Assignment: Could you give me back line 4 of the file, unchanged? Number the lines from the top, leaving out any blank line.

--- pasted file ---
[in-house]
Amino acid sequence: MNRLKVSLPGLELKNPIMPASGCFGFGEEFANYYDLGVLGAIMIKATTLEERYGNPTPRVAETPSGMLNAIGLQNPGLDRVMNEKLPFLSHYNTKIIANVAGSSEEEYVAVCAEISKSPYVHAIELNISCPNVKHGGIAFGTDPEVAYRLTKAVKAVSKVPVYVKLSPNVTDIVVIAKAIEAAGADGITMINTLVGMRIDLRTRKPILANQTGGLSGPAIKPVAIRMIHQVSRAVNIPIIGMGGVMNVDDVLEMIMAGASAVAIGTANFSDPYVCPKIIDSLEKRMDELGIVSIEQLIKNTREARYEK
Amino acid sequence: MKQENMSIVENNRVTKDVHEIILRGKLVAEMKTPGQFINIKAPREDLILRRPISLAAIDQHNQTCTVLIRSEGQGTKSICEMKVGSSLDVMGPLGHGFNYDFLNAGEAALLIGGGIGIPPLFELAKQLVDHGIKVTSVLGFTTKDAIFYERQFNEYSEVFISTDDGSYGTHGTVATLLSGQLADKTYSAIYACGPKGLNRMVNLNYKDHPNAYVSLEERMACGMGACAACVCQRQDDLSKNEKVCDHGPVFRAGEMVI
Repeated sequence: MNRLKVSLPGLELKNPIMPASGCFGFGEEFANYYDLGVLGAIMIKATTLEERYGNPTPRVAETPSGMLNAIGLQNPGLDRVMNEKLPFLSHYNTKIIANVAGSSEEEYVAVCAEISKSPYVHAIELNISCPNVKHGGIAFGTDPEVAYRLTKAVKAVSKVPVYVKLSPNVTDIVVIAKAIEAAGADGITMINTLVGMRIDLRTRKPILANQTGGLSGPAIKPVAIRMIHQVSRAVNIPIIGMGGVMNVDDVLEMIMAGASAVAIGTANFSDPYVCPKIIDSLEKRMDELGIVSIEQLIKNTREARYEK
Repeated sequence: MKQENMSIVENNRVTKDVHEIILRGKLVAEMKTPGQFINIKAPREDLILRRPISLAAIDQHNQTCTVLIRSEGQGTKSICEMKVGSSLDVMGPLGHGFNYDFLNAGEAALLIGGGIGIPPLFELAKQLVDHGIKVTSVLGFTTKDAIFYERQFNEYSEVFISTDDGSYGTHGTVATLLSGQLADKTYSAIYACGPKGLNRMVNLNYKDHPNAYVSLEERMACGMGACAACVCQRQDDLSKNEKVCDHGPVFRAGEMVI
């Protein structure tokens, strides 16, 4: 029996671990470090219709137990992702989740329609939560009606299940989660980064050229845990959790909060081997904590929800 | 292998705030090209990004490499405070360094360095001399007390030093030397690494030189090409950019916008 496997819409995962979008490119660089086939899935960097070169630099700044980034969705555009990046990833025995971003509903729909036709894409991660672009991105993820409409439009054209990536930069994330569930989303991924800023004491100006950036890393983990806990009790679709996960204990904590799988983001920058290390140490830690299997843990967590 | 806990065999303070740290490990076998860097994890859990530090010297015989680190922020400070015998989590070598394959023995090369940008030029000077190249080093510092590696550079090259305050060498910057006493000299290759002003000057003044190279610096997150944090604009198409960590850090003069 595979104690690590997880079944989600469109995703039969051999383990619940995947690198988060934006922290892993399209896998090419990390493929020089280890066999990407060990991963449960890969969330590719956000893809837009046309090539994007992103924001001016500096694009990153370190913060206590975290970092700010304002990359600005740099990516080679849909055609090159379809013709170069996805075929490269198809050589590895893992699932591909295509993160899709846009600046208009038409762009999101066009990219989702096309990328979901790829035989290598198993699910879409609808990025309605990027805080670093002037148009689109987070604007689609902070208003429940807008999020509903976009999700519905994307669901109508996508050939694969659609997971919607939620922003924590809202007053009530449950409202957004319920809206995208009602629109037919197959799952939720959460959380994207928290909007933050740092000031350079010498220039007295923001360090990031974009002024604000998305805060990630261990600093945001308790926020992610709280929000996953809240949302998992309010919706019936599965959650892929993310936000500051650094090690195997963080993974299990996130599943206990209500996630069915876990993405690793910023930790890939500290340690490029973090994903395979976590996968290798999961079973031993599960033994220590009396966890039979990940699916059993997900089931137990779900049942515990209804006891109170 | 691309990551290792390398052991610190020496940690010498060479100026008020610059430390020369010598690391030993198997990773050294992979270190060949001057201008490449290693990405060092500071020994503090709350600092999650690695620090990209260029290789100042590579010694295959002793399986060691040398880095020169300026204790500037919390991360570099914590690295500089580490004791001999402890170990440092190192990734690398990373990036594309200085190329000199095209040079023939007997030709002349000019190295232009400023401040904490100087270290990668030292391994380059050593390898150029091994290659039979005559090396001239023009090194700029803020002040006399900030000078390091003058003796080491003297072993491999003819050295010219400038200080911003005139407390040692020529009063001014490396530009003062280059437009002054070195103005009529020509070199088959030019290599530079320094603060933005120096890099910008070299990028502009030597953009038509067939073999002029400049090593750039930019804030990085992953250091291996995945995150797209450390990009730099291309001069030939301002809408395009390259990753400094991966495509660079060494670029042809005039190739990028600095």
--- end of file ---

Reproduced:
Repeated sequence: MNRLKVSLPGLELKNPIMPASGCFGFGEEFANYYDLGVLGAIMIKATTLEERYGNPTPRVAETPSGMLNAIGLQNPGLDRVMNEKLPFLSHYNTKIIANVAGSSEEEYVAVCAEISKSPYVHAIELNISCPNVKHGGIAFGTDPEVAYRLTKAVKAVSKVPVYVKLSPNVTDIVVIAKAIEAAGADGITMINTLVGMRIDLRTRKPILANQTGGLSGPAIKPVAIRMIHQVSRAVNIPIIGMGGVMNVDDVLEMIMAGASAVAIGTANFSDPYVCPKIIDSLEKRMDELGIVSIEQLIKNTREARYEK